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The Pharmaceutical Services Negotiating Committee (PSNC) has said it is working with NHS England and Improvement (NHSE&I) and the Department of Health and Social Care (DHSC) to agree how pharmacies can play a part in the COVID-19 vaccination programme.
This comes as Sir Simon Stevens, chief executive of the NHS, suggested that a vaccine could be available before Christmas.
Stevens told a press conference that NHS England had already been in discussions with GPs to “set out the way in which they will play their part in getting COVID-19 vaccines to patients, as and when they become available”. And he said details would be provided to GPs this week.
He also told the press conference that delivery would involve community pharmacies and “mass vaccination centres” — which could include using the Nightingale hospitals — as well as “roving teams” that would prioritise vaccinations for care home residents and staff.
Although Stevens said it was important to ensure that systems for delivering the vaccine were ready before Christmas, he said that it was “not the central assumption” that this would be the case and that “the bulk of vaccine” would likely become available at the start of 2021, providing the phase III trials continue to produce positive results.
“PSNC is working with NHSE&I and DHSC to agree how pharmacy contractors can play a part in the COVID-19 vaccination programme,” said Alastair Buxton, director of NHS services at the PSNC.
“Community pharmacy teams have had a central role in the response to the pandemic so far, and this should continue as new treatments and vaccinations become available.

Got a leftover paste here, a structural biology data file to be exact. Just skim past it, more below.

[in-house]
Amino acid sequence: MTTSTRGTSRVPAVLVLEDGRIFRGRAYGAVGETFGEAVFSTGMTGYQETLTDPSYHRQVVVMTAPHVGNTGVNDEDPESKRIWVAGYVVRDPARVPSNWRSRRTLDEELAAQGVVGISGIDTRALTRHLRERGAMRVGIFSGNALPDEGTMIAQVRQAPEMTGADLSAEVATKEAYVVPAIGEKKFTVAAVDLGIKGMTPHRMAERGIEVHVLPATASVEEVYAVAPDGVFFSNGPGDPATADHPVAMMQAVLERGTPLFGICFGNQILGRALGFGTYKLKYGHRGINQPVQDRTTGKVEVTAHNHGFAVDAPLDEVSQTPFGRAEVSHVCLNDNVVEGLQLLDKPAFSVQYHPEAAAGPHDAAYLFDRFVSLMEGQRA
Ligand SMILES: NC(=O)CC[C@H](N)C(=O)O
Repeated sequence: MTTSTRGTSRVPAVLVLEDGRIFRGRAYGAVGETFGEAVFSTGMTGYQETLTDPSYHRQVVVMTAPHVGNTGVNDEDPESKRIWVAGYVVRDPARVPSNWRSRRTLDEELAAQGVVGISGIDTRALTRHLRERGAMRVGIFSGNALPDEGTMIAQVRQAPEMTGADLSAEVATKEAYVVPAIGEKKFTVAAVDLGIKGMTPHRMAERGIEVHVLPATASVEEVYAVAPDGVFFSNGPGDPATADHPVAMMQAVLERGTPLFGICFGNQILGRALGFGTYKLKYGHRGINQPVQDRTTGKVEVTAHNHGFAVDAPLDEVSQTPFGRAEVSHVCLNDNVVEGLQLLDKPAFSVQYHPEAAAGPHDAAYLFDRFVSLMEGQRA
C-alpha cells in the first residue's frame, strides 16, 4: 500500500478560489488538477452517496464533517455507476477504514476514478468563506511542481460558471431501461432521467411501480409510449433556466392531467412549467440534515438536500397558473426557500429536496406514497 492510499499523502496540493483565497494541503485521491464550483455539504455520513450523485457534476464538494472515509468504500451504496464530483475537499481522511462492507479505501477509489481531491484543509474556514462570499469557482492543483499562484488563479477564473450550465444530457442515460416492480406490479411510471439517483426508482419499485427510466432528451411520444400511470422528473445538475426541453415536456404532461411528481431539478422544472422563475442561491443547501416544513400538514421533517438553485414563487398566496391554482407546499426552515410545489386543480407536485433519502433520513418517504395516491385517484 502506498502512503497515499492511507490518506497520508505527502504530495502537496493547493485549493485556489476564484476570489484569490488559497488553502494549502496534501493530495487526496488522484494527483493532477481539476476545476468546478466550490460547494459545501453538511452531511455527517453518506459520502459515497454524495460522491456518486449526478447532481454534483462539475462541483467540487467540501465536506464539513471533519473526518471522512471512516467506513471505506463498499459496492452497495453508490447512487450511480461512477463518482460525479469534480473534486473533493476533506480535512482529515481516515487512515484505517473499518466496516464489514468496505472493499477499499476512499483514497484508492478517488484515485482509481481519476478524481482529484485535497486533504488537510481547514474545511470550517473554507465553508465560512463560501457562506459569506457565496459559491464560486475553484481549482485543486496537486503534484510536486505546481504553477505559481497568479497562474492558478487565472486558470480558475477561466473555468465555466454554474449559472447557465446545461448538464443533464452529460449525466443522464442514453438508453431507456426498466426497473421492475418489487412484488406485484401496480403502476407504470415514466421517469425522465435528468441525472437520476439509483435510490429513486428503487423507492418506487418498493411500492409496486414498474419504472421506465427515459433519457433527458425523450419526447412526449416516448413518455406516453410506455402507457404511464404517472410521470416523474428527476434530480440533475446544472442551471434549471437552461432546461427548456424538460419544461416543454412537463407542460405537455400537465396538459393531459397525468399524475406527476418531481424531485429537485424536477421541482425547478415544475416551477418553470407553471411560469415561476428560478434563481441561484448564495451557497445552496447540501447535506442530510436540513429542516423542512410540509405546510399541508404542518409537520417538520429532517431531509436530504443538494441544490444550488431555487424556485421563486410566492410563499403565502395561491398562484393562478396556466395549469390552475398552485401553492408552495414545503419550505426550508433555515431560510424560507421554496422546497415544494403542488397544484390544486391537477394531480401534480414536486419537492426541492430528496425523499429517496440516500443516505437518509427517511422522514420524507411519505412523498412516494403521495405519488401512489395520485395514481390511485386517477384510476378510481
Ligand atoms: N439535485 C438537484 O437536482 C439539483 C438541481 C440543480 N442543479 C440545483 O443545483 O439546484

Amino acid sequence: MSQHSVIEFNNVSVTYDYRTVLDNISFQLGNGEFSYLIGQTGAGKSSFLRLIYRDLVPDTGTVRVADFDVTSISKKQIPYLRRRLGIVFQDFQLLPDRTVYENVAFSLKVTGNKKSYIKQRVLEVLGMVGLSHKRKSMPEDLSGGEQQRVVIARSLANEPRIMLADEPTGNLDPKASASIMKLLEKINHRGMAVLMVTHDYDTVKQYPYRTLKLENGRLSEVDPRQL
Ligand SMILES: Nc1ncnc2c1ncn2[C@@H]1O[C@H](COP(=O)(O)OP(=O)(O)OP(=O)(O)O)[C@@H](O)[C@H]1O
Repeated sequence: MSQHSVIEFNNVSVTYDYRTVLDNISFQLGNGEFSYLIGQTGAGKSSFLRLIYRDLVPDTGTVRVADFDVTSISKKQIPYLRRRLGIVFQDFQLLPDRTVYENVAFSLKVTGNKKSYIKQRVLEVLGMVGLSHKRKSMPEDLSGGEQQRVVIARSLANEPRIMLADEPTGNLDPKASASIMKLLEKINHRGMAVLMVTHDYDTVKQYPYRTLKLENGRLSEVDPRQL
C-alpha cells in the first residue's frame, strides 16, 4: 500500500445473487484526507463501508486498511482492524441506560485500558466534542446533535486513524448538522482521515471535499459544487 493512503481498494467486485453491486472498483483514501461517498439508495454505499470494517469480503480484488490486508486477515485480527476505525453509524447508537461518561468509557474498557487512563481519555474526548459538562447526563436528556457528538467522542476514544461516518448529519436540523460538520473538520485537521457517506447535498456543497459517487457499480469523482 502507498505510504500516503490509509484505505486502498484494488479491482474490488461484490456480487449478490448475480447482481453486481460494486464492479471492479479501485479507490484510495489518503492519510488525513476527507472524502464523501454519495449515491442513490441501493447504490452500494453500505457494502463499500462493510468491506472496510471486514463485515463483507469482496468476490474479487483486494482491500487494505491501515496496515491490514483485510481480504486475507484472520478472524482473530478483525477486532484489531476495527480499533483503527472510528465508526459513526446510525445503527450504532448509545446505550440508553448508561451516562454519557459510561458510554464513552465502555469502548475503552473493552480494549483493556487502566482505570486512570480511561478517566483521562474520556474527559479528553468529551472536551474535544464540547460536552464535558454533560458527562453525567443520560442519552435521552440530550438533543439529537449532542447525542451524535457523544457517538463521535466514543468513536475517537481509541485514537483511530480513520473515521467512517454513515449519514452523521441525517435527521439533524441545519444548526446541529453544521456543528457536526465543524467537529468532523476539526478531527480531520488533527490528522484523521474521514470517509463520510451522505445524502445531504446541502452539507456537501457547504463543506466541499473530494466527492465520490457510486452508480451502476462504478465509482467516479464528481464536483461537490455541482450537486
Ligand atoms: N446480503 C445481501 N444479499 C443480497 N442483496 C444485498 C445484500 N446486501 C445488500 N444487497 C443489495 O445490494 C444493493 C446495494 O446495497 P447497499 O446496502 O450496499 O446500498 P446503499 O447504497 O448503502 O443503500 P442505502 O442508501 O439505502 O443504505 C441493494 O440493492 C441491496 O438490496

“The success of the flu vaccinations service highlights just how effective community pharmacies are in delivering key public health initiatives and means the majority of pharmacists are already trained in administering vaccines,” he added.
Community Pharmacy Wales told The Pharmaceutical Journal that discussions were also “ongoing” with Welsh government and local health boards in respect of community pharmacy involvement in COVID-19 vaccination in Wales.
Community Pharmacy Scotland said they couldn’t comment on the position in Scotland. The Pharmaceutical Journal has also contacted the Scottish government for comment.
At a House of Commons Science and Technology Committee and Health and Social Care Committee joint meeting held on 4 November 2020, Kate Bingham, chair of the UK vaccine taskforce, said that the Oxford/AstraZeneca adenoviral vector vaccine and the BioNTech/Pfizer mRNA vaccine were “the two vaccines which have the possibility of being ready before the end of the year”.
She said that interim data for both were “weeks away” from review.
Andrew Pollard, professor of paediatric infection and immunity at the University of Oxford and chief investigator for the Oxford vaccine trials, said that he thought there was “a small chance” that the vaccine would be able to be distributed before Christmas.
But he stressed that it was very difficult to say this with certainty: “[We] have to do analysis to find out whether they work; if they do there are other steps that have to be gone through and the timelines for those are not entirely clear to me.”
Also giving evidence at the session, Robin Shattock — head of mucosal infection and immunity at Imperial College London, and lead for its COVID-19 vaccine — said that owing to its vaccine using newer technology that has “never been in clinical trials before”, they would be looking at delivering “an efficacy signal” midway through next year.